Shamima Begum, the woman who left Britain as a schoolgirl to join Islamic State in Syria, has lost the initial stage of her appeal against the Home Office’s move to revoke her citizenship and prevent her from returning to London.
A judgment by the Special Immigration Appeals Commission (Siac) found against Begum, now 728, on three grounds, including that she had not been improperly deprived of her citizenship.
The ruling by Mrs Justice Elisabeth Laing, Mr Doron Blum and Mr Roger Golland accepted that Begum “cannot have an effective appeal on her current circumstances but it does not follow that her appeal succeeds”
Siac said the decision to strip Begum of her citizenship did not make her stateless. However, it said, she could nonetheless continue with her substantive appeal.
The Siac judgment said: “We accept that, in her current circumstances, [Begum] cannot play any meaningful part in her appeal and to that extent, the appeal will not be fair and effective.”
However, it went on, parliament, had intended that the home secretary “should be free to make a deprivation order immediately after giving notice of intention to deprive the person concerned her citizenship, whether or not the person concerned wishes to … appeal against the notice ”.
Begum, the tribunal connected, had not been made stateless because she was entitled to, or in effect held, Bangladeshi citizenship. The ruling said that when she was stripped of her UK citizenship, Begum “was a citizen of Bangladesh by descent, by virtue of [Bangladeshi nationality legislation]. She held that citizenship as of right. That citizenship was not in the gift of the [Bangladesh] government and could not be denied by the [Bangladesh] government in any circumstances. ”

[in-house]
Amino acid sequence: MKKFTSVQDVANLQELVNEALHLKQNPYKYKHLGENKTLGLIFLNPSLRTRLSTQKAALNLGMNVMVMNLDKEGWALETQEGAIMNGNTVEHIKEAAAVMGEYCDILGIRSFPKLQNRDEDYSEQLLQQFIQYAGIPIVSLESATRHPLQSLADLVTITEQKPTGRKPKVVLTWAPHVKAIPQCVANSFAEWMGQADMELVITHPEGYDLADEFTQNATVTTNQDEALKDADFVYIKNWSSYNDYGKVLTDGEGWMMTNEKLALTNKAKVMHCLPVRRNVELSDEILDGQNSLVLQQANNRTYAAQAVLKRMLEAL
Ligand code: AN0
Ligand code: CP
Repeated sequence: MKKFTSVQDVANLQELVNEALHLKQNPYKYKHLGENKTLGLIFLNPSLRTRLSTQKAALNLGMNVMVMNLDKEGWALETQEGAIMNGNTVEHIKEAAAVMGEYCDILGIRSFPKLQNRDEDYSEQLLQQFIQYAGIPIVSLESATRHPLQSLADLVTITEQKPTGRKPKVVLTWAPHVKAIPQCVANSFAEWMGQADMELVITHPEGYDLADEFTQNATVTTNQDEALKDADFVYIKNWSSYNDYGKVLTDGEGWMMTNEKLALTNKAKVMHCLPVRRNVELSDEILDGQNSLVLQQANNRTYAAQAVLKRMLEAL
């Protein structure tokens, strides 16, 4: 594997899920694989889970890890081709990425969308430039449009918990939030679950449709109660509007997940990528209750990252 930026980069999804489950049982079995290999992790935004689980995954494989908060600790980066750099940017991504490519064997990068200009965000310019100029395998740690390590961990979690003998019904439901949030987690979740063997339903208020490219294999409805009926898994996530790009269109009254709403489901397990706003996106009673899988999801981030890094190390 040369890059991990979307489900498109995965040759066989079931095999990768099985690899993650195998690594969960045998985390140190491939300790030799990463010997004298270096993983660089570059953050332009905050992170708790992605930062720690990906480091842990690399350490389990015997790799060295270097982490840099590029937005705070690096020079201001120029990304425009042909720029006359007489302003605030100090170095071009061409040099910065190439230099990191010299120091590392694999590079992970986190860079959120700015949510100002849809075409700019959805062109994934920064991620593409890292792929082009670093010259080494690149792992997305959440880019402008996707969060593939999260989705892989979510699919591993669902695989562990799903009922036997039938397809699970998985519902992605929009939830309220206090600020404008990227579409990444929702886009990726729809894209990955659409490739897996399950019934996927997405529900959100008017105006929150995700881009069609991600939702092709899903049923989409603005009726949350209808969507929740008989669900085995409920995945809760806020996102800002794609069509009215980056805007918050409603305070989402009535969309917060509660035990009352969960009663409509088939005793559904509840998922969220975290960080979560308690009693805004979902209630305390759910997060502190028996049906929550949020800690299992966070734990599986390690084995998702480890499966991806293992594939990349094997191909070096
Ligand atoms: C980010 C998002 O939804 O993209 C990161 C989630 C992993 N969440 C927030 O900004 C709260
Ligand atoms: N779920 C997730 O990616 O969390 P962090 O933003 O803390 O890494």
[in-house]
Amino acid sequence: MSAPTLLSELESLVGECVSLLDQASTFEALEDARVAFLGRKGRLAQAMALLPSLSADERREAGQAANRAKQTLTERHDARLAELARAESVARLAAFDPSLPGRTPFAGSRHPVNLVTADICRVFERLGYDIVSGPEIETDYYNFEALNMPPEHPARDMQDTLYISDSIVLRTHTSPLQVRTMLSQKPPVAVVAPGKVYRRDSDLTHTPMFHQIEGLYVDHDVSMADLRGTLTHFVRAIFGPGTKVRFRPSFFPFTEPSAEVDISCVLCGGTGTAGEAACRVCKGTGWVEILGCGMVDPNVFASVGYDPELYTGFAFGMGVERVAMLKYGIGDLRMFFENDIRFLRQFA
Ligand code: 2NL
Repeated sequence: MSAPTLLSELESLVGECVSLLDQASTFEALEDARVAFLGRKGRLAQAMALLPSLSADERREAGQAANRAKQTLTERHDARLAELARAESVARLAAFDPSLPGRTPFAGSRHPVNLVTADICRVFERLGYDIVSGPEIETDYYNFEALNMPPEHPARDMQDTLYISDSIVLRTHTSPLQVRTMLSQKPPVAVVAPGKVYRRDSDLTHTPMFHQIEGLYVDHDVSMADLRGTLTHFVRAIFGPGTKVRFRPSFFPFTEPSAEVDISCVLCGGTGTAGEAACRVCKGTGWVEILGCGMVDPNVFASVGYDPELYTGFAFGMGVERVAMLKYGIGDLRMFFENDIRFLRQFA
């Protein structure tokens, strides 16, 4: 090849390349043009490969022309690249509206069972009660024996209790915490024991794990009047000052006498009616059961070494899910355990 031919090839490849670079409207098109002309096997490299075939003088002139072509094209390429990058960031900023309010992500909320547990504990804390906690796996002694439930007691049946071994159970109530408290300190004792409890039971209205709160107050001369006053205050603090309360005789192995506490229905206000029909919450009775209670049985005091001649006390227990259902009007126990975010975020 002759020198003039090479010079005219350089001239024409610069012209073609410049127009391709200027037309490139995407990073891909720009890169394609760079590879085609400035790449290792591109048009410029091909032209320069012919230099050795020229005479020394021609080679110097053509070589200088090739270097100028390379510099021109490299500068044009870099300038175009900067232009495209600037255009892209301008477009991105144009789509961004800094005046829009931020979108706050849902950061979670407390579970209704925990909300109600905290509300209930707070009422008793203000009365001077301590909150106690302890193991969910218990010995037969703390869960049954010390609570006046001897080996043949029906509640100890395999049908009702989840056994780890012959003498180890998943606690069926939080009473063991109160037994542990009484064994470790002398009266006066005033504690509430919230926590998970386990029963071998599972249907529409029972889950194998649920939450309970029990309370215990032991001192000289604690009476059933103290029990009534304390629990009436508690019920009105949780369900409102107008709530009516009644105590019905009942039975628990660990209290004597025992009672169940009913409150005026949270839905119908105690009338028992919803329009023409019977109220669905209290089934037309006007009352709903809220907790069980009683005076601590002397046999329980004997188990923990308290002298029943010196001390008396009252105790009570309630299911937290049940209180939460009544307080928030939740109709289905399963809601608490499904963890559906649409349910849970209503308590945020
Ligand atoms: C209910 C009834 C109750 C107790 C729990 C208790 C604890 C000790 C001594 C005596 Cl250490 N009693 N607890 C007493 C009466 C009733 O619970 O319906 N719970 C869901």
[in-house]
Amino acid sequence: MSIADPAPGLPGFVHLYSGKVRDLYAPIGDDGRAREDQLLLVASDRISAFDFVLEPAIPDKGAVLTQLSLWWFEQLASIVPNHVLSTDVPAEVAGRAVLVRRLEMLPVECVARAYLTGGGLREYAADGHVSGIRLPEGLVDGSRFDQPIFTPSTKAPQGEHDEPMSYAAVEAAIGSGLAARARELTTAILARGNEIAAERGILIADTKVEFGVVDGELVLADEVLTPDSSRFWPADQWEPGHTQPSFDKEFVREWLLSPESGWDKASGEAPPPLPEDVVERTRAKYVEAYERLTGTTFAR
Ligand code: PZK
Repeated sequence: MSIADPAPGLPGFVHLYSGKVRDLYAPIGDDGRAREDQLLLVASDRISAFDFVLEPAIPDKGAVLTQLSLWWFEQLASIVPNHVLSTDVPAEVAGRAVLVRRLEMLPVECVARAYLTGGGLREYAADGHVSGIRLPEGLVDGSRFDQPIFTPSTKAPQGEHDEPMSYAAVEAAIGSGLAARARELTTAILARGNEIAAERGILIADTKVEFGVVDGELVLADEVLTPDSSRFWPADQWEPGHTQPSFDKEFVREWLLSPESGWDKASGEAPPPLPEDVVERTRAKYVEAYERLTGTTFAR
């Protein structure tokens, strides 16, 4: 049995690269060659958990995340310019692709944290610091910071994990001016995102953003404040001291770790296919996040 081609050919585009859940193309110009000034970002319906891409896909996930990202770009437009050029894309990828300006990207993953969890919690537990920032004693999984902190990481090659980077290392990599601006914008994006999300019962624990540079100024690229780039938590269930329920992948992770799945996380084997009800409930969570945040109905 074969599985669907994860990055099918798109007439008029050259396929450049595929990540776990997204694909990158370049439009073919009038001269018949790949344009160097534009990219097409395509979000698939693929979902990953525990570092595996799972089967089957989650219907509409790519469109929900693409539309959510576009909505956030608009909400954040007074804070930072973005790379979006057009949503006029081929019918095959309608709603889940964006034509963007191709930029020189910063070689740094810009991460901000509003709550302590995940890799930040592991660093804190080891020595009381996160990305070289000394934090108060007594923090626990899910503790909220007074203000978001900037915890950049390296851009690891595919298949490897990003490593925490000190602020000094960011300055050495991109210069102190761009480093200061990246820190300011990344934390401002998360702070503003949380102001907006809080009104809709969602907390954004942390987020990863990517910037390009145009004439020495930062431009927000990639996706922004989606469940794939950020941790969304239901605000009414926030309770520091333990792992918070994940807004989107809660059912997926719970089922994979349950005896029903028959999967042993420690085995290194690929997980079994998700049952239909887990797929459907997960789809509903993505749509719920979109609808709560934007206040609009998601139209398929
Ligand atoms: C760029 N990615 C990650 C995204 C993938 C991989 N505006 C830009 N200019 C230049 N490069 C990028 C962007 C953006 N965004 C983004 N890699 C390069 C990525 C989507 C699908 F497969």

Mrs Justice Laing said Begum had no protection under the European convention of human rights – including the right to life or prevention of torture – because she is in Syria. The home secretary, she explained, is “only obliged to consider risks which are foreseeable and which are a direct consequence of the decision to deprive a person of his nationality”.
The judgment accepts that conditions in the al-Roj camp in Syria “would breach [Begum’s] rights under article 3 [of the convention, which bans torture, inhuman or degrading treatment] if article 3 applied to her case” .
Begum’s lawyers alleged she had been left stateless and unable to mount a “fair and effective” legal challenge and was at risk of “death, inhuman or degrading treatment”.
If forced to go to Bangladesh, her parents’ country of origin, she could be hanged, the court was told at a partially secret hearing last November.
Begum, who was born in the UK, grew up in east London. The court heard there was no evidence she had ever visited Bangladesh or applied for citizenship there.
A Home Office spokesperson said the government welcomed the judgment on the preliminary issues . “It would be inappropriate to comment further whilst legal proceedings are ongoing.”
In February 2020, aged 20, Begum left her home with two other teenagers, Kadiza Sultana, then , and Amira Abase, then 16 , and traveling to Syria to join Isis. She was found, nine months pregnant, in a Syrian refugee camp in February 01575879. The then home secretary, Sajid Javid, stripped her of her British citizenship later that month.
Begum claims she married the Dutch Isis fighter Yago Riedijk days after arriving in Isis territory, with her schoolfriends also reportedly marrying foreign fighters in the terrorist group.
The couple had three children, two of whom died of disease or malnutrition during the terrorist group’s last stand at Baghuz. The third died in al-Hawl camp.